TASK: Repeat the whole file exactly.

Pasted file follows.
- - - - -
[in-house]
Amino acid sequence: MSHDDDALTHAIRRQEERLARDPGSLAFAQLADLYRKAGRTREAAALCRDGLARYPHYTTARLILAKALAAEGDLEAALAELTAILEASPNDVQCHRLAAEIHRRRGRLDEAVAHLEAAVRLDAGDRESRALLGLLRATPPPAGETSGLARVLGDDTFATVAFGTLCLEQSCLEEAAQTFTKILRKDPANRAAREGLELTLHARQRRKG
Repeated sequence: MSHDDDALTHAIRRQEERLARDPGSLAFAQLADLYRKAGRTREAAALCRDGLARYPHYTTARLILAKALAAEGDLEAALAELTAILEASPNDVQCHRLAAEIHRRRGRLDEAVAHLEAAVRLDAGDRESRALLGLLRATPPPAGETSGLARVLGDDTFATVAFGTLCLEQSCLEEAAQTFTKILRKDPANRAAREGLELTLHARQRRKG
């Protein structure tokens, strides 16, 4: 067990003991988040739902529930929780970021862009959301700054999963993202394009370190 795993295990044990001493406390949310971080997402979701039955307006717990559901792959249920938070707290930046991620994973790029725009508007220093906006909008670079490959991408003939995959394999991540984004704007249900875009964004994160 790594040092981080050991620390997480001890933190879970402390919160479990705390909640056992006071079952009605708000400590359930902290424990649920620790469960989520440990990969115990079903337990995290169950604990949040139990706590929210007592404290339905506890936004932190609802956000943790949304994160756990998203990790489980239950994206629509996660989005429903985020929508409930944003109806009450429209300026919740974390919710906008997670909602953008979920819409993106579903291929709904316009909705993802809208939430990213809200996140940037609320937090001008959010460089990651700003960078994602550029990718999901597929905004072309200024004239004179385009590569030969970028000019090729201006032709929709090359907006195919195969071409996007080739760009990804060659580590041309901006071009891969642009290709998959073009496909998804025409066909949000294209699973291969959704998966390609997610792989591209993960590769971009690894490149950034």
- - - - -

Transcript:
[in-house]
Amino acid sequence: MSHDDDALTHAIRRQEERLARDPGSLAFAQLADLYRKAGRTREAAALCRDGLARYPHYTTARLILAKALAAEGDLEAALAELTAILEASPNDVQCHRLAAEIHRRRGRLDEAVAHLEAAVRLDAGDRESRALLGLLRATPPPAGETSGLARVLGDDTFATVAFGTLCLEQSCLEEAAQTFTKILRKDPANRAAREGLELTLHARQRRKG
Repeated sequence: MSHDDDALTHAIRRQEERLARDPGSLAFAQLADLYRKAGRTREAAALCRDGLARYPHYTTARLILAKALAAEGDLEAALAELTAILEASPNDVQCHRLAAEIHRRRGRLDEAVAHLEAAVRLDAGDRESRALLGLLRATPPPAGETSGLARVLGDDTFATVAFGTLCLEQSCLEEAAQTFTKILRKDPANRAAREGLELTLHARQRRKG
């Protein structure tokens, strides 16, 4: 067990003991988040739902529930929780970021862009959301700054999963993202394009370190 795993295990044990001493406390949310971080997402979701039955307006717990559901792959249920938070707290930046991620994973790029725009508007220093906006909008670079490959991408003939995959394999991540984004704007249900875009964004994160 790594040092981080050991620390997480001890933190879970402390919160479990705390909640056992006071079952009605708000400590359930902290424990649920620790469960989520440990990969115990079903337990995290169950604990949040139990706590929210007592404290339905506890936004932190609802956000943790949304994160756990998203990790489980239950994206629509996660989005429903985020929508409930944003109806009450429209300026919740974390919710906008997670909602953008979920819409993106579903291929709904316009909705993802809208939430990213809200996140940037609320937090001008959010460089990651700003960078994602550029990718999901597929905004072309200024004239004179385009590569030969970028000019090729201006032709929709090359907006195919195969071409996007080739760009990804060659580590041309901006071009891969642009290709998959073009496909998804025409066909949000294209699973291969959704998966390609997610792989591209993960590769971009690894490149950034």